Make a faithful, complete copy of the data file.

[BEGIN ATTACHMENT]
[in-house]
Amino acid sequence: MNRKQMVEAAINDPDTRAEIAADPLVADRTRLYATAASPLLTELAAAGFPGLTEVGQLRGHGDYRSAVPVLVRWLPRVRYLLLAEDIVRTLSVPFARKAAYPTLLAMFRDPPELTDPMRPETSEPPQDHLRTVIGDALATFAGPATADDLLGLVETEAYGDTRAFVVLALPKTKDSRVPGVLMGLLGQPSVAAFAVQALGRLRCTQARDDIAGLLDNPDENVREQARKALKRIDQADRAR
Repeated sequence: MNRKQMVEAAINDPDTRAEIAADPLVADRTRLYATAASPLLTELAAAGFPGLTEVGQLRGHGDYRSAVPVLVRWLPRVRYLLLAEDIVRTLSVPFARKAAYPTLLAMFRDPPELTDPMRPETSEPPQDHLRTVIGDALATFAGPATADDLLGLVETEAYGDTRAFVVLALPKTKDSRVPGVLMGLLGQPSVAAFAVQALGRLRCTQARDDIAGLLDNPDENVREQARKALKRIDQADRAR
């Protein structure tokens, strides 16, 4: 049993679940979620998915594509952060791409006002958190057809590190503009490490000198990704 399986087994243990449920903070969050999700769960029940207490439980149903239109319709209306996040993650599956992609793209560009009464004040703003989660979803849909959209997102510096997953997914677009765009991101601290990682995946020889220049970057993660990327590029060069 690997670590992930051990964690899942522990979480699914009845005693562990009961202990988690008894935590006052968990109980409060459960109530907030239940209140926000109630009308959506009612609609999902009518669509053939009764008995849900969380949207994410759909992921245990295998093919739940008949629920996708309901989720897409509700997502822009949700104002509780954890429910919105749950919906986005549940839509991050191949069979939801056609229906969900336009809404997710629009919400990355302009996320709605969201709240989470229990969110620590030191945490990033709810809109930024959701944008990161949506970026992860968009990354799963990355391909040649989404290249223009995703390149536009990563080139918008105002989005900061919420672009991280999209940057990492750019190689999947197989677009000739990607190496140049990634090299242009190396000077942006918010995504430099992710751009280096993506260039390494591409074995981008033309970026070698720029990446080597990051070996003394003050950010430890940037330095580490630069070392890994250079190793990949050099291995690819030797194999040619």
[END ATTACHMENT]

[in-house]
Amino acid sequence: MNRKQMVEAAINDPDTRAEIAADPLVADRTRLYATAASPLLTELAAAGFPGLTEVGQLRGHGDYRSAVPVLVRWLPRVRYLLLAEDIVRTLSVPFARKAAYPTLLAMFRDPPELTDPMRPETSEPPQDHLRTVIGDALATFAGPATADDLLGLVETEAYGDTRAFVVLALPKTKDSRVPGVLMGLLGQPSVAAFAVQALGRLRCTQARDDIAGLLDNPDENVREQARKALKRIDQADRAR
Repeated sequence: MNRKQMVEAAINDPDTRAEIAADPLVADRTRLYATAASPLLTELAAAGFPGLTEVGQLRGHGDYRSAVPVLVRWLPRVRYLLLAEDIVRTLSVPFARKAAYPTLLAMFRDPPELTDPMRPETSEPPQDHLRTVIGDALATFAGPATADDLLGLVETEAYGDTRAFVVLALPKTKDSRVPGVLMGLLGQPSVAAFAVQALGRLRCTQARDDIAGLLDNPDENVREQARKALKRIDQADRAR
């Protein structure tokens, strides 16, 4: 049993679940979620998915594509952060791409006002958190057809590190503009490490000198990704 399986087994243990449920903070969050999700769960029940207490439980149903239109319709209306996040993650599956992609793209560009009464004040703003989660979803849909959209997102510096997953997914677009765009991101601290990682995946020889220049970057993660990327590029060069 690997670590992930051990964690899942522990979480699914009845005693562990009961202990988690008894935590006052968990109980409060459960109530907030239940209140926000109630009308959506009612609609999902009518669509053939009764008995849900969380949207994410759909992921245990295998093919739940008949629920996708309901989720897409509700997502822009949700104002509780954890429910919105749950919906986005549940839509991050191949069979939801056609229906969900336009809404997710629009919400990355302009996320709605969201709240989470229990969110620590030191945490990033709810809109930024959701944008990161949506970026992860968009990354799963990355391909040649989404290249223009995703390149536009990563080139918008105002989005900061919420672009991280999209940057990492750019190689999947197989677009000739990607190496140049990634090299242009190396000077942006918010995504430099992710751009280096993506260039390494591409074995981008033309970026070698720029990446080597990051070996003394003050950010430890940037330095580490630069070392890994250079190793990949050099291995690819030797194999040619």